A Unique Way to Develop Conflict in Your Novel for Pantsers
Today is the sixth in an 8-post series on preparing your novel for Nanowrimo. In today’s post, we focus a unique way to develop conflict in your story for pantsers.
If you missed it, the first step in your novel preparation is your elevator pitch and the second step is crafting your story synopsis. The third post on planning your characters is here. The fourth post is here on world building. The fifth post on plot and story building tips is here. (All the posts are here. Be sure to download the printable checklist there.)
Let’s get started!
First things first — Keep in mind your genre and review the information you drafted about your characters.
Next, clock off time to do this exercise. I recommend you spend at least of 20 minutes to do this exercise for your story.
Uncover Your Character’s Worst Fears to Discover Your Story Conflicts
I’m a pantser. That means I like to write my stories by the seat of my pants.
The problem was, when I started writing novels, the inspiration for my story and the love of my characters wasn’t enough. I needed a way to figure out the story, but all the standard plot tools didn’t work for me, or not very well.
I was stuck on how to create a compelling story that would keep me and my readers riveted to the page and caring what happened to my dear characters.
One day at a writing workshop, the teacher had us brainstorm our character’s worst fears, and then think of the worst thing after that, and even further, think of the worst fear after that.
I did this exercise and shuttered in fear at all horrible things I dreamed up for my character. And then I experienced an Aha. The Aha wasn’t that I scared myself with my imagination, even though that’s what happened.
My Aha was about using my strength of knowing my characters well to craft the story from start to finish.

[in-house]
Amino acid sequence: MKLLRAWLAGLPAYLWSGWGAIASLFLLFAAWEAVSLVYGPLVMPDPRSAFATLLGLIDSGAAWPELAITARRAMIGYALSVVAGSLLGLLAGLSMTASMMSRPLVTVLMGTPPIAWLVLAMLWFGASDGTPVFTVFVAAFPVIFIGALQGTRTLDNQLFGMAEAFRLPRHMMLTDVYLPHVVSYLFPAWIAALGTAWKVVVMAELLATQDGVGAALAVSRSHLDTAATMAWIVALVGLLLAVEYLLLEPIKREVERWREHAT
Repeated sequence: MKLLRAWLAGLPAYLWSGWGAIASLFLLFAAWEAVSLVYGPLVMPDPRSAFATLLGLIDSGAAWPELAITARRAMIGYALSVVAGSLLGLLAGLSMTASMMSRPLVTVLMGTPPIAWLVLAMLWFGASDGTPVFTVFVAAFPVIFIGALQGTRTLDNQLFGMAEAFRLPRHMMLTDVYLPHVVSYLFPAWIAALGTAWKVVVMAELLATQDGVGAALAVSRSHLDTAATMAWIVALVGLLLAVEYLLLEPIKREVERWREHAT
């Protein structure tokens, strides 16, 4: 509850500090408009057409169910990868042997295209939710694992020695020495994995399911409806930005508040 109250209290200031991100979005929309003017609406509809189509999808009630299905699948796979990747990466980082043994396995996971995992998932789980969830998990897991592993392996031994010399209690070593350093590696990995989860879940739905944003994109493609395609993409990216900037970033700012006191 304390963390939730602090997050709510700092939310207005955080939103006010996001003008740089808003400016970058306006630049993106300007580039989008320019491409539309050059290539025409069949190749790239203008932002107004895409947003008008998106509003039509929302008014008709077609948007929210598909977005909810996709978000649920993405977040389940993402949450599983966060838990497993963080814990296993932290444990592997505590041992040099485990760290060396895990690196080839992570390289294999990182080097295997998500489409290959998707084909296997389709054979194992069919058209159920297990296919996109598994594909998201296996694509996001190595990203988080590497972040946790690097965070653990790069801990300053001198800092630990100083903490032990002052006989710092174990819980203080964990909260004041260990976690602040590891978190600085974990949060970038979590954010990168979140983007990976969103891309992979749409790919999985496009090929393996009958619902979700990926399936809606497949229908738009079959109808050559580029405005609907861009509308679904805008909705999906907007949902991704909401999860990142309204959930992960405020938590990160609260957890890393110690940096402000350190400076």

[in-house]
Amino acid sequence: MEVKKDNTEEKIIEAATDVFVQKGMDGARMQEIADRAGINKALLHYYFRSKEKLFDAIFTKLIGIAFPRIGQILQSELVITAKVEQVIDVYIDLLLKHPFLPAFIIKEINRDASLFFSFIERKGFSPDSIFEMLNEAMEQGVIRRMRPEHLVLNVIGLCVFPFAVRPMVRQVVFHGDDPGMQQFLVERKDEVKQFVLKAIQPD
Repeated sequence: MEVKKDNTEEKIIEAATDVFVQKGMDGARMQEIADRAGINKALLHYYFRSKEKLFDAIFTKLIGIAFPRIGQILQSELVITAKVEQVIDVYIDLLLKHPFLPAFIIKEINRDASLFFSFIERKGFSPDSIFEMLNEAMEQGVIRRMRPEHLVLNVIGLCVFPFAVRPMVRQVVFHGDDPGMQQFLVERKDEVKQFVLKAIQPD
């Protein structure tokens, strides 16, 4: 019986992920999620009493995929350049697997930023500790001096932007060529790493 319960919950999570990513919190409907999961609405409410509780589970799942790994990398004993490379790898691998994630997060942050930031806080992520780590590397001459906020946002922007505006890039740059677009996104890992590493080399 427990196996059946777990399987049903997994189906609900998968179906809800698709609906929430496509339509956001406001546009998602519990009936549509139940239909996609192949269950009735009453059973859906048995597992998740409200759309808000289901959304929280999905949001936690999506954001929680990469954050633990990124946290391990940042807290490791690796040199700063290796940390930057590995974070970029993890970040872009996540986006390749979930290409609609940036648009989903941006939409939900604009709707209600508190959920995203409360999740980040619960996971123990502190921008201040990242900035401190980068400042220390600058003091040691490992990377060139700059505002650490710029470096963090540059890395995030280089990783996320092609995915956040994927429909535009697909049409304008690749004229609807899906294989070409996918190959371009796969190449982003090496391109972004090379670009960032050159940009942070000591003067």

So that’s what I do now. I start the novel preparation process for all my novels and novellas with drafting my characters. Then I spend extra time on uncovering their worst fears.
Here’s how you can do the same…
Exercise: “List of 20”
On a piece of paper or on your computer, list from 1 to 20.
and so on…
Then set the timer for 20 minutes.
Now brainstorm your character’s worst fears.
Keep moving your hand across the page to uncover more worse possibilities.
You may be surprised at what you discover. (hehe)
Review your work, and if need be, organize the fears from bad to worse.
Would you like hands-on support to plan and write your novel?
If you’d like hands-on support to plan your novel with your peers and with experienced instructors — Beth and Ezra Barany, then join us for our next course starting October 1st: 30-Day Writing Challenge to Plan Your Novel.
Sign up for the wait list here.
You can join the home study course at any time here.
NEW! PLAN YOUR NOVEL LIKE A PRO
You can also check out our newest book, Plan Your Novel Like A Pro, here!
This book will help you get excited to plan your novel. The tools shared here are designed to spark your muse and give you confidence when you sit down to write your story. Plan Your Novel Like A Pro: And Have Fun Doing It! is for organic writers and pansters who want a roadmap to follow, so that they can let their creativity loose.
“Beth’s book is like plotting for pantsers!”—Tess Rider, Science Fantasy Romance Author
ABOUT BETH & EZRA BARANY
Beth Barany, an award-winning novelist and certified Creativity Coach for Writers, runs Barany Consulting, a coaching and consulting firm dedicated to helping novelists write, publish, and market their books. She’s the author of the award-winning young adult fantasy series, Henrietta The Dragon Slayer, and the paranormal sweet romance collection, Touchstone Series. She’s currently working on a science fiction mystery series.
Ezra Barany, an award-winning novelist and the bestselling author of The Torah Codes series, is also a teacher and mentor.
Together they help authors get their books out into the world.
Tip #7: A simple tool to design your plot called “Problem-Solution”
List of all 8 tips here and be sure to download the downloadable checklist.
Arresting stuff here, Beth. The worst fears angle re characters caught my eye.
So glad, Godffrey! It’s one of my favorite ways into a story as a novelist.